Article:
NOAA calculates cost of 2012 extreme weather episodes

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Hurricane Sandy develops over the southwestern Atlantic. Satellite photo courtesy NOAA.

Heat wave and drought, tropical storms and tornadoes top the list

By Summit Voice

FRISCO — Extreme weather events that may be linked with global warming caused at least 239 deaths in 2012, with the biggest loss of life resulting from Hurricane Sandy, which raked the Caribbean before spinning up the East Coast and then coming ashore over New Jersey.

A summer-long heat wave and associated drought that spanned a big portion of North America caused more than 120 direct deaths and possibly more due to heat stress, according to NOAA, which released preliminary data on the year’s billion-dollar extreme weather events. Continue reading

Climate: Discussions raging on possible links between global warming and superstorm Sandy

Hurricane Sandy bearing down on the East Coast. Satellite image courtesy NOAA.

Record-breaking storm spurs more public awareness about the potential for more frequent extreme weather events

By Bob Berwyn

SUMMIT COUNTY — With several all-time weather records shattered and early estimates that Hurricane Sandy may cost the U.S. economy some $20 to $25 billion, it’s clear that the storm lived up to its billing. Along with the cleanup, there’s also a raging debate about whether global warming was a factor in the storm’s development and path.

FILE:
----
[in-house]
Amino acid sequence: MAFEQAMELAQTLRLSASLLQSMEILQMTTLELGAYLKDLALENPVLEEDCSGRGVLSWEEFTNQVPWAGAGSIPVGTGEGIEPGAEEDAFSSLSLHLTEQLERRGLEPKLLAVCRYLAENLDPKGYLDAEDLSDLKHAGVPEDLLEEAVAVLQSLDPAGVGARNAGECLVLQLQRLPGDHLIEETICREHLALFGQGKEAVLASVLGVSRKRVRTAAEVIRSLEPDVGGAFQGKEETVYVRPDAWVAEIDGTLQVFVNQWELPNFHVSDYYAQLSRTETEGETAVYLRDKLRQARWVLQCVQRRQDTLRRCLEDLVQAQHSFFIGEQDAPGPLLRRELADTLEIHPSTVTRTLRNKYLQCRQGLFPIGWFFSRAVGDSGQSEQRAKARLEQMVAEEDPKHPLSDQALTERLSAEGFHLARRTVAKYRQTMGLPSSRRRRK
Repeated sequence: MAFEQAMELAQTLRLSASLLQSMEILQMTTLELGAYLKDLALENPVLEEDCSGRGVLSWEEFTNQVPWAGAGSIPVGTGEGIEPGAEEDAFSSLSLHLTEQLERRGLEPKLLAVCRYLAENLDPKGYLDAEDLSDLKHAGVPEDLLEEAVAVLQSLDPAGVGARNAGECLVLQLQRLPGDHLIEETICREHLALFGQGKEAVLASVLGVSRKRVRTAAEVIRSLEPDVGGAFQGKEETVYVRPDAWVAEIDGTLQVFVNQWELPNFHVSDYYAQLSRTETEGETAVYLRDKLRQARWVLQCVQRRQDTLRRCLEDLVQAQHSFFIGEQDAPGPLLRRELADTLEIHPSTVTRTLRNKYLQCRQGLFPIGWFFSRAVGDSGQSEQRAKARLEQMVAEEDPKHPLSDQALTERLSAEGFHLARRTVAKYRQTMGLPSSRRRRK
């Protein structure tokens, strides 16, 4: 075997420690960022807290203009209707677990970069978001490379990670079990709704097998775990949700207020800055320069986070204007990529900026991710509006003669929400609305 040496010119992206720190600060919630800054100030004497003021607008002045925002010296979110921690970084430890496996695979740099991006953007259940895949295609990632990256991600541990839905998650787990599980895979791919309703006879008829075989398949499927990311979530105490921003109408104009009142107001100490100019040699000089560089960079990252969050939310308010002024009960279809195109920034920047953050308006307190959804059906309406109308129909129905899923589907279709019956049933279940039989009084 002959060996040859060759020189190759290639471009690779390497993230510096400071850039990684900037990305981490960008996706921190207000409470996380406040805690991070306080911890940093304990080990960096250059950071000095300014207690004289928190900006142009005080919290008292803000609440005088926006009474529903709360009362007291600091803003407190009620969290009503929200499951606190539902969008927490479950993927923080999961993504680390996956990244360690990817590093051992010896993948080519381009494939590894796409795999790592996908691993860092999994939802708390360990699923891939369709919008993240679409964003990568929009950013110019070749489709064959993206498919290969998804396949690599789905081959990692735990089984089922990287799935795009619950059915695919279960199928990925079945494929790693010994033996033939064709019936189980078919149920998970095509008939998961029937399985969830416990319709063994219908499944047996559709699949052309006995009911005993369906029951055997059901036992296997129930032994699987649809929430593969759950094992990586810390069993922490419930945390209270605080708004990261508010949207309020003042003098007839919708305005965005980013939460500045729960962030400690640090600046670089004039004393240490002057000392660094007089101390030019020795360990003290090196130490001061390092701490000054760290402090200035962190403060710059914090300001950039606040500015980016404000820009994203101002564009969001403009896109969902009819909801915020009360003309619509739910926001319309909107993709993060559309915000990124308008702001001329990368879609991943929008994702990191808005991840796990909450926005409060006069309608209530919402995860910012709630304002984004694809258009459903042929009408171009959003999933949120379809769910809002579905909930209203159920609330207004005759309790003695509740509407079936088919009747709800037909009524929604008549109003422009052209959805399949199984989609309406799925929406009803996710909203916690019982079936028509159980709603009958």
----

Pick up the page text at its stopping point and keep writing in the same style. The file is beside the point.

On the one side, environmental activists seeking to limit heat-trapping greenhouse gases have jumped on the so-called super storm as an opportunity to tout their cause. On the other side, global warming deniers and others have pulled out timeworn statistics about past hurricanes that supposedly were equally as strong.

The arguments at the extreme sides of the spectrum don’t ring true. Of course, there is no way to scientifically prove that increases in air and ocean temps directly contributed to this storm. There’s still so much natural variability in nature that you just can’t establish a causal link. Continue reading